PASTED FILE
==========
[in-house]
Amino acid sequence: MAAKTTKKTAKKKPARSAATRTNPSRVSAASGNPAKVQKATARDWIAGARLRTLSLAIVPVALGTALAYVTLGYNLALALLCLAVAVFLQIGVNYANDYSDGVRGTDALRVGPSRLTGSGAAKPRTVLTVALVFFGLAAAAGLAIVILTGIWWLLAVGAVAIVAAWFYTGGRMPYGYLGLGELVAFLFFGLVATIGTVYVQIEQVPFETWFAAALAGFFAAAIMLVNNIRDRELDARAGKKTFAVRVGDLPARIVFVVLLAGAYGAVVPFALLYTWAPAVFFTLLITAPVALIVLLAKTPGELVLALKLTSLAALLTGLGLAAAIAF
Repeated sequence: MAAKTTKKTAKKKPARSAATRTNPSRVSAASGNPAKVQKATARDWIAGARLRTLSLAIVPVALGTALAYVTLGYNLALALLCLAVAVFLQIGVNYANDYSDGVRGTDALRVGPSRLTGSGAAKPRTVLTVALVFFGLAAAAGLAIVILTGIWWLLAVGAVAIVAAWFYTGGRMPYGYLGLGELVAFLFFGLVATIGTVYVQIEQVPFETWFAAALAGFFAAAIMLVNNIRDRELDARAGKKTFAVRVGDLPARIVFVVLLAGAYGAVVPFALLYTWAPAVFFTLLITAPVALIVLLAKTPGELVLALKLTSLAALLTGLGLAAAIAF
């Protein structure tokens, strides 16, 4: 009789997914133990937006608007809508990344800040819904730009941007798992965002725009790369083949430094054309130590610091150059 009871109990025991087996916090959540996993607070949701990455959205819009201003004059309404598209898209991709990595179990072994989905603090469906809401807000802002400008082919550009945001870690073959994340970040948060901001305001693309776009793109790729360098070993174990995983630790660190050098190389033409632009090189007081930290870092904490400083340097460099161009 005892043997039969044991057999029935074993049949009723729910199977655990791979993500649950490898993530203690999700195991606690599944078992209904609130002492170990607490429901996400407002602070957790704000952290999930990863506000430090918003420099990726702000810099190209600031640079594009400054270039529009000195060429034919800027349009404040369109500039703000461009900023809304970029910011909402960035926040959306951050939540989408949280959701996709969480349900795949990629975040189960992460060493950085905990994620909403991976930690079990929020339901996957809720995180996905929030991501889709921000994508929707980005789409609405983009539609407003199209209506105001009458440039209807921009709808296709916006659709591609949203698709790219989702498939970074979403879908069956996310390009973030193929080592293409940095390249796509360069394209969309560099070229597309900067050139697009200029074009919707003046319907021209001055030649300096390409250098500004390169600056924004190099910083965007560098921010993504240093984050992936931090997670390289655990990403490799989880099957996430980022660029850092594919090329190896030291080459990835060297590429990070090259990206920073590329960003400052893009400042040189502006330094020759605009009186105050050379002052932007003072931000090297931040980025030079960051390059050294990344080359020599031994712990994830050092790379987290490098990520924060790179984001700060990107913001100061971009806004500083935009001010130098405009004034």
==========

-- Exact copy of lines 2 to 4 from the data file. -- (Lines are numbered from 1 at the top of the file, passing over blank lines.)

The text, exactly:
Amino acid sequence: MAAKTTKKTAKKKPARSAATRTNPSRVSAASGNPAKVQKATARDWIAGARLRTLSLAIVPVALGTALAYVTLGYNLALALLCLAVAVFLQIGVNYANDYSDGVRGTDALRVGPSRLTGSGAAKPRTVLTVALVFFGLAAAAGLAIVILTGIWWLLAVGAVAIVAAWFYTGGRMPYGYLGLGELVAFLFFGLVATIGTVYVQIEQVPFETWFAAALAGFFAAAIMLVNNIRDRELDARAGKKTFAVRVGDLPARIVFVVLLAGAYGAVVPFALLYTWAPAVFFTLLITAPVALIVLLAKTPGELVLALKLTSLAALLTGLGLAAAIAF
Repeated sequence: MAAKTTKKTAKKKPARSAATRTNPSRVSAASGNPAKVQKATARDWIAGARLRTLSLAIVPVALGTALAYVTLGYNLALALLCLAVAVFLQIGVNYANDYSDGVRGTDALRVGPSRLTGSGAAKPRTVLTVALVFFGLAAAAGLAIVILTGIWWLLAVGAVAIVAAWFYTGGRMPYGYLGLGELVAFLFFGLVATIGTVYVQIEQVPFETWFAAALAGFFAAAIMLVNNIRDRELDARAGKKTFAVRVGDLPARIVFVVLLAGAYGAVVPFALLYTWAPAVFFTLLITAPVALIVLLAKTPGELVLALKLTSLAALLTGLGLAAAIAF
């Protein structure tokens, strides 16, 4: 009789997914133990937006608007809508990344800040819904730009941007798992965002725009790369083949430094054309130590610091150059 009871109990025991087996916090959540996993607070949701990455959205819009201003004059309404598209898209991709990595179990072994989905603090469906809401807000802002400008082919550009945001870690073959994340970040948060901001305001693309776009793109790729360098070993174990995983630790660190050098190389033409632009090189007081930290870092904490400083340097460099161009 005892043997039969044991057999029935074993049949009723729910199977655990791979993500649950490898993530203690999700195991606690599944078992209904609130002492170990607490429901996400407002602070957790704000952290999930990863506000430090918003420099990726702000810099190209600031640079594009400054270039529009000195060429034919800027349009404040369109500039703000461009900023809304970029910011909402960035926040959306951050939540989408949280959701996709969480349900795949990629975040189960992460060493950085905990994620909403991976930690079990929020339901996957809720995180996905929030991501889709921000994508929707980005789409609405983009539609407003199209209506105001009458440039209807921009709808296709916006659709591609949203698709790219989702498939970074979403879908069956996310390009973030193929080592293409940095390249796509360069394209969309560099070229597309900067050139697009200029074009919707003046319907021209001055030649300096390409250098500004390169600056924004190099910083965007560098921010993504240093984050992936931090997670390289655990990403490799989880099957996430980022660029850092594919090329190896030291080459990835060297590429990070090259990206920073590329960003400052893009400042040189502006330094020759605009009186105050050379002052932007003072931000090297931040980025030079960051390059050294990344080359020599031994712990994830050092790379987290490098990520924060790179984001700060990107913001100061971009806004500083935009001010130098405009004034």